After positive reactions from the general public and several fundraisers, Walker and the WEP decided to road test their platform in the summer of 2016. They fielded candidates for elections in the Welsh Assembly and Scottish Parliament, as well as 11 candidates for the London Assembly, with Walker herself running for the office of Mayor of London.
“The problem with bringing women into politics is that it’s very expensive,” says Walker, referring to the £10,000 deposit each candidate is required to pay to stand in mayoral elections. “If you’re a woman, especially if you’ve been at home looking after children, that’s a huge barrier. The WEP has actively supported its candidates and we’ve fielded some really fantastic women, including people from BAME and LGBT backgrounds.”
For Walker, the mayoral campaign was all about bringing attention to the issues other candidates simply weren’t addressing. “In London there’s always a debate on housing, because there’s a huge demand for housing. But I was the only candidate asking ‘what does affordable housing look like when there’s a 23% pay gap between men and women?’ Other candidates were talking about knife crime, but I was the only one talking about what we can do to lower the rates of domestic violence in the city.”
Though they failed to win any seats in the elections, the WEP certainly made their mark, winning a total of around 350,000 votes across Scotland, Wales and London. Walker received 250,000 first and second choice votes in the first round of the mayoral election – a respectable result for such a new force on the political stage.
But more important than the votes, it led to the WEP’s policies being adopted by the political mainstream – something that Walker is thrilled by.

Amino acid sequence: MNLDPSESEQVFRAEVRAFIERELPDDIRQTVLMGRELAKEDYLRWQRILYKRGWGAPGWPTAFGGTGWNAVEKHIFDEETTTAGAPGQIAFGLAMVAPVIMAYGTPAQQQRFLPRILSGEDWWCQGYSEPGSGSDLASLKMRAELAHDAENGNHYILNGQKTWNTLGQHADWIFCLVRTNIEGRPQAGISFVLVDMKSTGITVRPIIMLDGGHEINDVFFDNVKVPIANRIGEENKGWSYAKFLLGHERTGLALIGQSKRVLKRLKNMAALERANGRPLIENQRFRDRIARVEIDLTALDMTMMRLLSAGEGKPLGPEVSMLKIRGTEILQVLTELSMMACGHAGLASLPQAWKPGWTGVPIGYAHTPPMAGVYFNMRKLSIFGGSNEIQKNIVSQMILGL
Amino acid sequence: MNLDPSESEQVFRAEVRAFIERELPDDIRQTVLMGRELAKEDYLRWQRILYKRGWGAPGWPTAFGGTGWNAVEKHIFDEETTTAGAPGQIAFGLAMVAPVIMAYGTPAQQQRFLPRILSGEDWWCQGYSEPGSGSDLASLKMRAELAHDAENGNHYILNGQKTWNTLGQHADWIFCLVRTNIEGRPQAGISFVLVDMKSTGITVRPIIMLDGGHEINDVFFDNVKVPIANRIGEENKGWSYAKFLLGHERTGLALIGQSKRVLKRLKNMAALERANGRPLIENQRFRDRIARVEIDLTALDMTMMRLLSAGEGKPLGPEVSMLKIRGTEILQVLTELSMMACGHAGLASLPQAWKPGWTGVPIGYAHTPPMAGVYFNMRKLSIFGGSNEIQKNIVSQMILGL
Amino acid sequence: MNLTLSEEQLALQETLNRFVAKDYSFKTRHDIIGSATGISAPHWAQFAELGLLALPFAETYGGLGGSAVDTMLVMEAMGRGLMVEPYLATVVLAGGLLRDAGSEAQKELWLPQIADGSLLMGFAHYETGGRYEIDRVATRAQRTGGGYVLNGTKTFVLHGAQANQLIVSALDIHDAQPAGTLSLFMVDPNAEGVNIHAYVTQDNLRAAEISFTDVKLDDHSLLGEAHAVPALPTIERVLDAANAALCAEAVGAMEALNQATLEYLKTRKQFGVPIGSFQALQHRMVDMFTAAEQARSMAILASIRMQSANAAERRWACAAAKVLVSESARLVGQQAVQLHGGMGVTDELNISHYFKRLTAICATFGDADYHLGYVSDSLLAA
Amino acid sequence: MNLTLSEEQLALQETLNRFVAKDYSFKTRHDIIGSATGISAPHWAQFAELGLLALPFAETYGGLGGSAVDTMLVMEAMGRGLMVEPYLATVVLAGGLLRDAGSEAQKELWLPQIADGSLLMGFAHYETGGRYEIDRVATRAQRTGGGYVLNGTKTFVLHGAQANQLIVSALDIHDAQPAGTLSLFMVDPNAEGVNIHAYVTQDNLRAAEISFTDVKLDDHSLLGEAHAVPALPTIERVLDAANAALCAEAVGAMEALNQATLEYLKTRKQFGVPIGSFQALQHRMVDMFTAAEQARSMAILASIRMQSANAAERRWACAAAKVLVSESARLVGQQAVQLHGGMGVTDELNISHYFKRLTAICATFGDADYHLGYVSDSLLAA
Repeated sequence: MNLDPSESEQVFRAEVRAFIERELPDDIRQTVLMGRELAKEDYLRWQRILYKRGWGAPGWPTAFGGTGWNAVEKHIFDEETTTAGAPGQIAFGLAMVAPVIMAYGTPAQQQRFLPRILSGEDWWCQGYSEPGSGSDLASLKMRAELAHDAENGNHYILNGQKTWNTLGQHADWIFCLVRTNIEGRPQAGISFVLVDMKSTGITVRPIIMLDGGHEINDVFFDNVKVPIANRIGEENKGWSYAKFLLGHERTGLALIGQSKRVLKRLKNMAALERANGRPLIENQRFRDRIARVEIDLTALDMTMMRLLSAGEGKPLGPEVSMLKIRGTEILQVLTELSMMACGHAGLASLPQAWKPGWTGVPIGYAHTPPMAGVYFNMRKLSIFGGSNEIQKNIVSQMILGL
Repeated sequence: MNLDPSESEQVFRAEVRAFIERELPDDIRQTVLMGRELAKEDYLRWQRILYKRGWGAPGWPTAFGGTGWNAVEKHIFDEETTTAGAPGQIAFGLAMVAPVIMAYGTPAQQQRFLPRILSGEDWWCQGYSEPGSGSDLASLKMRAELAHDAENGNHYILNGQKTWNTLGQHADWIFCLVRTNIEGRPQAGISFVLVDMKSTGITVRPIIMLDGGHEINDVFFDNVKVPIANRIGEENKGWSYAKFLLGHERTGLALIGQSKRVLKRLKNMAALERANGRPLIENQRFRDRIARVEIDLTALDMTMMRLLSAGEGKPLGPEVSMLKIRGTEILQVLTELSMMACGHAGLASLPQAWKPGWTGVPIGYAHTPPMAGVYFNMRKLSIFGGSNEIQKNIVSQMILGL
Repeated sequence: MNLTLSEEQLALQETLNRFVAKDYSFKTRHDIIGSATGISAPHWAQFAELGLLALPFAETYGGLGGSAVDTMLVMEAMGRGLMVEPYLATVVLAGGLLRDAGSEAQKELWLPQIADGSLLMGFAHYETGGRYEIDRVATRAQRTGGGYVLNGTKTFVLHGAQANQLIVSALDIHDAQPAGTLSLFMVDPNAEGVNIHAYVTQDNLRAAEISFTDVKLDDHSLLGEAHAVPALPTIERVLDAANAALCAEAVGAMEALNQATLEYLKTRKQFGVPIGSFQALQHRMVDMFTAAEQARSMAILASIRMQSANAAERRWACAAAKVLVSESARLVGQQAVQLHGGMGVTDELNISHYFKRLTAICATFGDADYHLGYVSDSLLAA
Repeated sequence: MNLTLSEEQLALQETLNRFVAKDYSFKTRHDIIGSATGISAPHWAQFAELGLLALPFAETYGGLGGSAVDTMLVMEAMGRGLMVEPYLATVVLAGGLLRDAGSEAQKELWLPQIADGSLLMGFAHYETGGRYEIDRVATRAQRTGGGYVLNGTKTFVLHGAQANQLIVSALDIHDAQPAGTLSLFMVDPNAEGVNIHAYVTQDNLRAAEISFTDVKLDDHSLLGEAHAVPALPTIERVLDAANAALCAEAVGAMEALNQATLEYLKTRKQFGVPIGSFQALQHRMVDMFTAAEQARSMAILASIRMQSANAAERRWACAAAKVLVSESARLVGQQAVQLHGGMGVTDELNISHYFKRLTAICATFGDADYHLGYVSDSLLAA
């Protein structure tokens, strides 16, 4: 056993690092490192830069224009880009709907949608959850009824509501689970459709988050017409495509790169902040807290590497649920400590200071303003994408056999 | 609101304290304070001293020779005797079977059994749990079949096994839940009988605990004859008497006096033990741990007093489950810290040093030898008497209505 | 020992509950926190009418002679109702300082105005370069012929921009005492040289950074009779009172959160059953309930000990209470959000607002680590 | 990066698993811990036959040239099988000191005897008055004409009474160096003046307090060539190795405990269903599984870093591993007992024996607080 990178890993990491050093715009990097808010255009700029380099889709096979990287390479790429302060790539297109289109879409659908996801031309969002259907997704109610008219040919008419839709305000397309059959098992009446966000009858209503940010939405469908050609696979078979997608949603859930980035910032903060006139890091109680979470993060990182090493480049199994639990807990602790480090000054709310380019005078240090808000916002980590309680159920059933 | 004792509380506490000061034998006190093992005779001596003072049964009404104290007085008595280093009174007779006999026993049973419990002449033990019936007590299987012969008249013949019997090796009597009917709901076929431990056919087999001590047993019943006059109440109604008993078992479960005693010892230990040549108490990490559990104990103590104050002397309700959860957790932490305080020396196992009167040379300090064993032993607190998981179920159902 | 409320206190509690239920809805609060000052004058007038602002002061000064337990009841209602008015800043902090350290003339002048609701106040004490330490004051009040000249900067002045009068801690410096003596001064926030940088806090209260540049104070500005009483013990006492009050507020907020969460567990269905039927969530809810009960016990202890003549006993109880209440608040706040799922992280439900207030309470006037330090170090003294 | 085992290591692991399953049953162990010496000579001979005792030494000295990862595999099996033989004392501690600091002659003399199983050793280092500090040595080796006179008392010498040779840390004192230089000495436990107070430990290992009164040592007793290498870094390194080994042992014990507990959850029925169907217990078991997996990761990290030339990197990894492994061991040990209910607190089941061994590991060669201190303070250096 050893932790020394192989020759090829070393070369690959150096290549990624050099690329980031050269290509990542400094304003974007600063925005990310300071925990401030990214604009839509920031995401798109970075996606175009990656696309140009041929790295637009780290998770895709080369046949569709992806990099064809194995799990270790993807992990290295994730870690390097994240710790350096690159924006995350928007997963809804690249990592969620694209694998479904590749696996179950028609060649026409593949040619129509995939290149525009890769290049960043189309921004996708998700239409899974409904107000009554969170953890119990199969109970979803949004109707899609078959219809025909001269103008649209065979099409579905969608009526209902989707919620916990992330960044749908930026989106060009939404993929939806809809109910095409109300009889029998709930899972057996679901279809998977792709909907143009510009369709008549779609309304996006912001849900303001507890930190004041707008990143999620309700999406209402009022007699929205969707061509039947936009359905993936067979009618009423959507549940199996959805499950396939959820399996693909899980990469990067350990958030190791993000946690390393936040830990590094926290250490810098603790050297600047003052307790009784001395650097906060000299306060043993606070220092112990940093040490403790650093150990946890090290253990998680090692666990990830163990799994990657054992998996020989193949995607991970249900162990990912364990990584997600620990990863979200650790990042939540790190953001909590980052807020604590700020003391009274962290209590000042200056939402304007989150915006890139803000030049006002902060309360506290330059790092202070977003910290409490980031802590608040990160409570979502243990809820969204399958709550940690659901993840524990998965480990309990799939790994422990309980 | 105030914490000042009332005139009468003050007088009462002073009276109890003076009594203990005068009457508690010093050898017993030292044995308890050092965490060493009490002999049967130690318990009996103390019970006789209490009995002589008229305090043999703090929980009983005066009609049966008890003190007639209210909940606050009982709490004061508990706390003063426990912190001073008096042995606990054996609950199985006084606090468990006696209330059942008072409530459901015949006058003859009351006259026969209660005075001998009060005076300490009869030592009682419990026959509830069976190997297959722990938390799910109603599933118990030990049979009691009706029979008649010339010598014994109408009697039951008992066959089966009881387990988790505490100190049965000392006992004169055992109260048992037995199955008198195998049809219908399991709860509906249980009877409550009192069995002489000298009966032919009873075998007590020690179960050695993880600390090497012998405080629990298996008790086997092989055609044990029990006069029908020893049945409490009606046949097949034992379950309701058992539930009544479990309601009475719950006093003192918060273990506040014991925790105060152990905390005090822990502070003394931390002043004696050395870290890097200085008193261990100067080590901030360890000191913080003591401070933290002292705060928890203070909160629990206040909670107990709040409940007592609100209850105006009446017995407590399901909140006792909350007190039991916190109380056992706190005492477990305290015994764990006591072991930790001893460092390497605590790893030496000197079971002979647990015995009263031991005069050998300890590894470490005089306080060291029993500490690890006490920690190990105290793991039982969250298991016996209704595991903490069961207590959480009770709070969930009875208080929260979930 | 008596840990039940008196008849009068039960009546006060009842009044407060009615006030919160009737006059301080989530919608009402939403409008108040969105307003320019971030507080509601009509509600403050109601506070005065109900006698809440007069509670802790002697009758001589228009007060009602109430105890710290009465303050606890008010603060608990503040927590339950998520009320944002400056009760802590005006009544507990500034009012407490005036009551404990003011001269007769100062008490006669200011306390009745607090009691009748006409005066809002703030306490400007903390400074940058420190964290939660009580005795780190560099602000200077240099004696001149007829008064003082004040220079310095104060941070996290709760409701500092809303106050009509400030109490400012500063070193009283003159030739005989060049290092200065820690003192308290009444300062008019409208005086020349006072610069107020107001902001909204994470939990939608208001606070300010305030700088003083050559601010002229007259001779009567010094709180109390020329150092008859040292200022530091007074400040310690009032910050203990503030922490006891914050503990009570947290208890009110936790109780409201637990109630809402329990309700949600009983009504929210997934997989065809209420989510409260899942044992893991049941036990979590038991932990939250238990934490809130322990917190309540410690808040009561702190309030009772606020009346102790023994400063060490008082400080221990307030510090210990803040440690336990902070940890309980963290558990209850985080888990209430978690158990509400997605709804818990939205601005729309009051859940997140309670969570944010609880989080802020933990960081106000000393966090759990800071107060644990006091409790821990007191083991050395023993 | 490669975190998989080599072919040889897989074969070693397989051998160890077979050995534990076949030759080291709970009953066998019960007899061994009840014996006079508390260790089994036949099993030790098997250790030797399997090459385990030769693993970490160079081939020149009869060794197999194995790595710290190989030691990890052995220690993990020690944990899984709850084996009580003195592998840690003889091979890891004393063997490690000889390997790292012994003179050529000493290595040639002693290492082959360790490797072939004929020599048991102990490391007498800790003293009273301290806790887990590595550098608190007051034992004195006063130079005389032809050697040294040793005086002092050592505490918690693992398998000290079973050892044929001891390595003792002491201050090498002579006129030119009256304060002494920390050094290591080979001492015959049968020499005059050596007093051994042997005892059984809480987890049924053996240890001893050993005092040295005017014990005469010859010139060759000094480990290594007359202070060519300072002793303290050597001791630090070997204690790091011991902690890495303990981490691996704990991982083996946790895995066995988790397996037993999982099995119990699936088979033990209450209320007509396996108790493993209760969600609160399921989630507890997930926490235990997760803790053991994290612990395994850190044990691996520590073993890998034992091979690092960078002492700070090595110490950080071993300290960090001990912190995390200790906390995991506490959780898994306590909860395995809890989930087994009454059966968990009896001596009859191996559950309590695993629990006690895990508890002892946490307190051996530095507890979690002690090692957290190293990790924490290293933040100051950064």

“We’ve demonstrated the importance of working collaboratively to make the law more effective. We were approached by the Liberal Democrats to help write legislation to tackle the problem of revenge porn, and now Sadiq Khan has vowed to undertake agender pay audit of City Hall.
Being non-partisan isn’t about sitting on the fence; it’s about bringing people together. Every time the other parties use our language in their speeches we cheer, and then we raise the bar. We always want people to steal our ideas. We’re the only political party that wants to see itself put out of a job.”
"We're absolutely preparing for the next general election"
In an opinion piece for Newsweek the day after the EU referendum, Walker wrote that the rush to “throw out the old” was an opportunity for greater female representation in politics. So with Theresa May at the helm and a third of her Cabinet occupied by women, does Walker feel she got her wish?
“The importance of female leadership cannot be downplayed. It should be natural for young women to see other women in positions of power. But that means leading with an understanding of the female experience, and I have yet to see that from Theresa May.
“In her first 100 days of power we’ll be constantly asking her to commit to our six key policies, and show that she understands the need for real gender equality in this country.” It’s worth pointing out that May’s Cabinet has more women than David Cameron’s, but there are actually fewer women across her entire frontbench team.
It would be great, Walker agrees, if the WEP’s policies were all fully adopted by the mainstream political parties. But we’re still a long way from that day. “I want women in this country to be free and equal,” she concludes. “Until that happens, we are absolutely preparing for the next general election.”
By Phil W. Bayles
Source: Café Babel